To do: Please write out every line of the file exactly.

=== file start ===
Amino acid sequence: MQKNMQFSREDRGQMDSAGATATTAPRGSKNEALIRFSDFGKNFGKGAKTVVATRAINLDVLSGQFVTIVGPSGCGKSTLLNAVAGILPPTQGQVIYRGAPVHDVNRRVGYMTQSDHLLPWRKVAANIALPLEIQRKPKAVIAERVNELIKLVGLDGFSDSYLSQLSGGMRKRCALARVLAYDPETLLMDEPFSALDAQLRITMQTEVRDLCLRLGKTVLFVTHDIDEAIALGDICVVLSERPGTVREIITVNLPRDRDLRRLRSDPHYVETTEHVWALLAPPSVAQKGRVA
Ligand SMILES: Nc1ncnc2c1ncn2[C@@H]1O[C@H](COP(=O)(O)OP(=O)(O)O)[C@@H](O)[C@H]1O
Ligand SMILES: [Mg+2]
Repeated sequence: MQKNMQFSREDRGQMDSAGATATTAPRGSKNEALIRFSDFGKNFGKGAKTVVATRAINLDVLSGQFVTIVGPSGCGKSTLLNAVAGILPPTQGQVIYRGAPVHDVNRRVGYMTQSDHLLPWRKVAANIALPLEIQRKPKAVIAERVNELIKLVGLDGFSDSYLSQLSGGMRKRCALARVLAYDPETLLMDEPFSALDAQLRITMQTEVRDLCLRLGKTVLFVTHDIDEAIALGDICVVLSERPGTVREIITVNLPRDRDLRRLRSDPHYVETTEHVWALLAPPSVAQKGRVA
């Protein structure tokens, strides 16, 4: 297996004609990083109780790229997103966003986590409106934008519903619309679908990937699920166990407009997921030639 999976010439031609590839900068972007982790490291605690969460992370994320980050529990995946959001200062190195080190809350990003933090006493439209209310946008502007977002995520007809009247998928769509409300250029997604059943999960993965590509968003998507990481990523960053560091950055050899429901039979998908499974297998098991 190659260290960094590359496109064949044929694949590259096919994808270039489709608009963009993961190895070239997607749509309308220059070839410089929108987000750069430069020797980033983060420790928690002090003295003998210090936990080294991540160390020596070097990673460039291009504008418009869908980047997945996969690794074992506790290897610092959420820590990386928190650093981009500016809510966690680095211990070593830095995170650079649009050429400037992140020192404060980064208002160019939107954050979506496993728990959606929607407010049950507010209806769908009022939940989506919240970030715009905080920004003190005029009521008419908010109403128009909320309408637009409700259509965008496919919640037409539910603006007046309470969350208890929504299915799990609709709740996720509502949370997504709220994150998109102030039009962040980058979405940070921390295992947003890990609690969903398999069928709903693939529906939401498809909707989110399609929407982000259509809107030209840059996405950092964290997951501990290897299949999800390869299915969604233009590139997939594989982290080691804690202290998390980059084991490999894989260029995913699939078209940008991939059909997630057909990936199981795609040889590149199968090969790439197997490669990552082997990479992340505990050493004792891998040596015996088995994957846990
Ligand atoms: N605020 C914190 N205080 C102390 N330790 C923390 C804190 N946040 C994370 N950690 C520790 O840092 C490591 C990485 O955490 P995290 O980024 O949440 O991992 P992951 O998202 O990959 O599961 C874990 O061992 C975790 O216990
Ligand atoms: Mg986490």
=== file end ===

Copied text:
Amino acid sequence: MQKNMQFSREDRGQMDSAGATATTAPRGSKNEALIRFSDFGKNFGKGAKTVVATRAINLDVLSGQFVTIVGPSGCGKSTLLNAVAGILPPTQGQVIYRGAPVHDVNRRVGYMTQSDHLLPWRKVAANIALPLEIQRKPKAVIAERVNELIKLVGLDGFSDSYLSQLSGGMRKRCALARVLAYDPETLLMDEPFSALDAQLRITMQTEVRDLCLRLGKTVLFVTHDIDEAIALGDICVVLSERPGTVREIITVNLPRDRDLRRLRSDPHYVETTEHVWALLAPPSVAQKGRVA
Ligand SMILES: Nc1ncnc2c1ncn2[C@@H]1O[C@H](COP(=O)(O)OP(=O)(O)O)[C@@H](O)[C@H]1O
Ligand SMILES: [Mg+2]
Repeated sequence: MQKNMQFSREDRGQMDSAGATATTAPRGSKNEALIRFSDFGKNFGKGAKTVVATRAINLDVLSGQFVTIVGPSGCGKSTLLNAVAGILPPTQGQVIYRGAPVHDVNRRVGYMTQSDHLLPWRKVAANIALPLEIQRKPKAVIAERVNELIKLVGLDGFSDSYLSQLSGGMRKRCALARVLAYDPETLLMDEPFSALDAQLRITMQTEVRDLCLRLGKTVLFVTHDIDEAIALGDICVVLSERPGTVREIITVNLPRDRDLRRLRSDPHYVETTEHVWALLAPPSVAQKGRVA
């Protein structure tokens, strides 16, 4: 297996004609990083109780790229997103966003986590409106934008519903619309679908990937699920166990407009997921030639 999976010439031609590839900068972007982790490291605690969460992370994320980050529990995946959001200062190195080190809350990003933090006493439209209310946008502007977002995520007809009247998928769509409300250029997604059943999960993965590509968003998507990481990523960053560091950055050899429901039979998908499974297998098991 190659260290960094590359496109064949044929694949590259096919994808270039489709608009963009993961190895070239997607749509309308220059070839410089929108987000750069430069020797980033983060420790928690002090003295003998210090936990080294991540160390020596070097990673460039291009504008418009869908980047997945996969690794074992506790290897610092959420820590990386928190650093981009500016809510966690680095211990070593830095995170650079649009050429400037992140020192404060980064208002160019939107954050979506496993728990959606929607407010049950507010209806769908009022939940989506919240970030715009905080920004003190005029009521008419908010109403128009909320309408637009409700259509965008496919919640037409539910603006007046309470969350208890929504299915799990609709709740996720509502949370997504709220994150998109102030039009962040980058979405940070921390295992947003890990609690969903398999069928709903693939529906939401498809909707989110399609929407982000259509809107030209840059996405950092964290997951501990290897299949999800390869299915969604233009590139997939594989982290080691804690202290998390980059084991490999894989260029995913699939078209940008991939059909997630057909990936199981795609040889590149199968090969790439197997490669990552082997990479992340505990050493004792891998040596015996088995994957846990
Ligand atoms: N605020 C914190 N205080 C102390 N330790 C923390 C804190 N946040 C994370 N950690 C520790 O840092 C490591 C990485 O955490 P995290 O980024 O949440 O991992 P992951 O998202 O990959 O599961 C874990 O061992 C975790 O216990
Ligand atoms: Mg986490």